The Tesla Model X crossover has been postponed a few times already, but it seems to be on track for arrival later this year.

Tesla revealed the status of its major projects in an SEC filing yesterday that outlines the necessary milestones for CEO Elon Musk to qualify for an equity grant with the company.

Of the 10 operational milestones the filing outlines, the automaker has completed two: development of an Alpha prototype of the Model X crossover slated to arrive later this year and development of a Beta prototype. The next item on Musk’s checklist is for Tesla to complete a production version of the Model X. Meanwhile, the company is still well within its timeline to complete prototype development of the Model 3 to meet its 2017 production goal.

When the Model S was under development, Tesla announced completion of it’s Alpha prototype in December, 2010 and the first Beta prototype in October, 2011. That was roughly nine months before the company delivered its first Model S in June 2012.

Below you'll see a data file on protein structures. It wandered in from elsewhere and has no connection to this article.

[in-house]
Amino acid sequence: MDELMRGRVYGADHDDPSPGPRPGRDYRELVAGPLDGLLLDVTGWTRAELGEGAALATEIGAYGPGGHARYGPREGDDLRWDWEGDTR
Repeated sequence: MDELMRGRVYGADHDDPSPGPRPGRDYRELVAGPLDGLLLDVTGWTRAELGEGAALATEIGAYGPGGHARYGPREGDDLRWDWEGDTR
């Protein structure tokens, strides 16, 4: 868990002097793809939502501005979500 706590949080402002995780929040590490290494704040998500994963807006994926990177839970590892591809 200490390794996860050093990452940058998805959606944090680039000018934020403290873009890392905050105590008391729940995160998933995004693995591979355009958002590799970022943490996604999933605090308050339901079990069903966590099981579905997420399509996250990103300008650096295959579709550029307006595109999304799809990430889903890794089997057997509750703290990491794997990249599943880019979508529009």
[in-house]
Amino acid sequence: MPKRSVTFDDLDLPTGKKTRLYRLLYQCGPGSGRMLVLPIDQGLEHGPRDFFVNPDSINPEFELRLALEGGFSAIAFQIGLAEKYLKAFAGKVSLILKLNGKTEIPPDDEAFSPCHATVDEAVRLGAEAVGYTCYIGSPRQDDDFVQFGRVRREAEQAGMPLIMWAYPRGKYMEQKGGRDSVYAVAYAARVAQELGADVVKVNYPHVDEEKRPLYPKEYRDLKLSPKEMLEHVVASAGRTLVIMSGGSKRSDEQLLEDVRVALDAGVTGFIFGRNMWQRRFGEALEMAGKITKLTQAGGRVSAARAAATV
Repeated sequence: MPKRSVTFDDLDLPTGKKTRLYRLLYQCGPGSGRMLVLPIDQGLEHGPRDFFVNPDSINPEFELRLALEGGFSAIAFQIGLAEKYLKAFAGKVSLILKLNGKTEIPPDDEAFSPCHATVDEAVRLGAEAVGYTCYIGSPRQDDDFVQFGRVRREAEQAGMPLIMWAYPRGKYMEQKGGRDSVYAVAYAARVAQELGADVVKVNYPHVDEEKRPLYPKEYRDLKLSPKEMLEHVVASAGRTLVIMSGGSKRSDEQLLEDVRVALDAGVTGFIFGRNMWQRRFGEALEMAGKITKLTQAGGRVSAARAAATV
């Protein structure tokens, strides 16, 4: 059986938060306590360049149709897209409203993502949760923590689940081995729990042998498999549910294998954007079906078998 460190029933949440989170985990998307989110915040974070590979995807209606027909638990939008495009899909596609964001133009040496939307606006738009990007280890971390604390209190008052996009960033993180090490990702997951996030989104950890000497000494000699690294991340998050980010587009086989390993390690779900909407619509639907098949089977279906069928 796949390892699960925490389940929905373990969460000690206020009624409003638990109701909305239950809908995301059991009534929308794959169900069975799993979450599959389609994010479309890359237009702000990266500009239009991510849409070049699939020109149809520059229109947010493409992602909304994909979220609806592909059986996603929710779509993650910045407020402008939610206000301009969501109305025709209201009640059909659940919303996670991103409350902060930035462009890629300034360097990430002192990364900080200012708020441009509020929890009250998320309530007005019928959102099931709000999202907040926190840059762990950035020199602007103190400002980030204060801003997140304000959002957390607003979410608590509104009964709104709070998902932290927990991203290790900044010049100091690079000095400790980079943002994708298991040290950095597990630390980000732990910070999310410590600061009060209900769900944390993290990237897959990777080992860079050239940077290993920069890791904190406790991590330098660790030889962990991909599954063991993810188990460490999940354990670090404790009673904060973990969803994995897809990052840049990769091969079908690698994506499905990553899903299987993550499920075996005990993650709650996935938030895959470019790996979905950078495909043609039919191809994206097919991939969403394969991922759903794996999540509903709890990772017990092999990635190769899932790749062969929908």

Tesla delivered 31,655 vehicles in 2014, falling short of its previously stated 33,000 goal. The company produced 35,000 vehicles last year and expanded its production capacity to over 1,000 vehicles per week. Total worldwide deliveries for the company now sit at 57,000, but Tesla expects to increase those numbers significantly in 2015. In its annual SEC filing, Tesla said it expects to deliver 55,000 vehicles this year worldwide, split between the Model S and Model X, which ride on the same basic architecture.

A massive increase in Tesla’s Supercharger network is a key pillar in making that possible. By the end of last year, there were 337 Supercharger stations worldwide.

If the company achieves its projected increase in deliveries, it would mark an increase of roughly 74 percent compared to 2014. But the Model X isn’t expected to arrive until late 2015, leaving the Model S to carry most of that burden.

On September 30, 2014, Tesla was sitting on roughly $220 million in completed inventory, but that figure swelled by about 75 percent to $397 million in the following three months. In order to achieve its delivery goal, the company will also need to product an average of just over 4,583 units per month and find homes for those vehicles.

This article originally appeared at AutoGuide.com